Nice. I just wonder: the service is only available a few hours per day. How do you manage a couple of thousand people standing in front of the billboard and have each one customize their shoe? Or will there be thousands of disappointed people, because they never got their go at fiddling with this billboard?

Sunday, May 15, 2005

The One Show Interactive is up

Some might have seen this. The One Show Interactive is up, so you can now browse the fantastic entries - and see what was hot in 2004 in interactive advertising.
Most applauded was all the stuff Crispin Porter + Bogusky, Miami did - mainly for Burger King, of course. Burger King was also named the client of the year. Well, with the amount of interactive stuff they were putting their money to, the above agency must have been one of the best to work for last year...

Some more web-storytelling by Axe

Evan and Gareth are sent on a mission by Axe: They need to find out the best way to pick up chicks, tagline: "play or be played". They have a playbook with different ways to approach and pick up a girl and are now testing all the moves. More or less successfully, but funny nevertheless.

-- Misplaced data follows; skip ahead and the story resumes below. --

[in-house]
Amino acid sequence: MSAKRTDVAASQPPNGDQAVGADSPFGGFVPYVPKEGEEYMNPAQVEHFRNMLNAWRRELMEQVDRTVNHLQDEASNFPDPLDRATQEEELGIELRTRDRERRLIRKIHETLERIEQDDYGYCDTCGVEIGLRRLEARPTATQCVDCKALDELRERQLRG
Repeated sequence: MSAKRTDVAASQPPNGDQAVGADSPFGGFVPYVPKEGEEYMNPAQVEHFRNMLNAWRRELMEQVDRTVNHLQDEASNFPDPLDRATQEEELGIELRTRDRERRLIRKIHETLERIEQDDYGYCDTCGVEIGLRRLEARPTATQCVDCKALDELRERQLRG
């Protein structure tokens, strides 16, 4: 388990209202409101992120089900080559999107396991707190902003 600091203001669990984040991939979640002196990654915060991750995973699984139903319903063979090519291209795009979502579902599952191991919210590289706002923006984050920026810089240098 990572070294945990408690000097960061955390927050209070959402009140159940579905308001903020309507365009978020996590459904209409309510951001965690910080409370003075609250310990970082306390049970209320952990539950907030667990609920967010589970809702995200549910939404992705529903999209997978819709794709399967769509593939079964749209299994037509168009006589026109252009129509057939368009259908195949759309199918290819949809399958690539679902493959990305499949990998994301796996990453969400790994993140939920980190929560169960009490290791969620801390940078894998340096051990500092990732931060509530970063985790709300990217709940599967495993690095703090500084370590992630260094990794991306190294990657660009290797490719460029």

The site has all the ingredients you would expect: a journal (a blog so to say), little 48 sec clips of all sorts of events during their tour of the US, photos, Bios, and a forum.
Not sure for how long this has been online, but the forum isn't very exciting yet, which let's one assume that the site hasn't really gone viral yet, as AdLand also states. They have some more background information on this, so go read it there, too.
Main message: Unilever is now focusing more on the web for it's Axe advertising. Reason being clear: the target group zaps TV ads and has a short attention span anyway. That explains why no clip I found was longer then 48 secs. This seems to be the MTV-influenced maximum length of content people can pay attention to these days. Oh my. Considering that attention span, this post is getting way too long already...

Wednesday, May 11, 2005

A good idea to counter Googles Adsense

This seems to be a good idea: Vidsense. A program working similar to Googles Adsense. Only difference: the context-sensitive input are little video clips. They are, of course, preceded by short adverts - 15-30 secs long. The clips are about 45 secs to 90 secs long. And the videos don't start to play, unless a user initiates them.
This can be, of course be much more effective than Googles Adsense, as there is more than just text, but it's (hopefully) not as intrusive as banners or rich media ads. And its relevant to the content your reading.
And you can also choose, if you don't want X-rated clips, but only G-rated ones. (Other than that, you don't have a choice).

Nice thing: you also earn money by a user's click. Difference being: the click you need here is the one of the user starting the movie. And since the user doesn't think the tool will take him off the current site (as it would be with Adsense), a click is much more likely...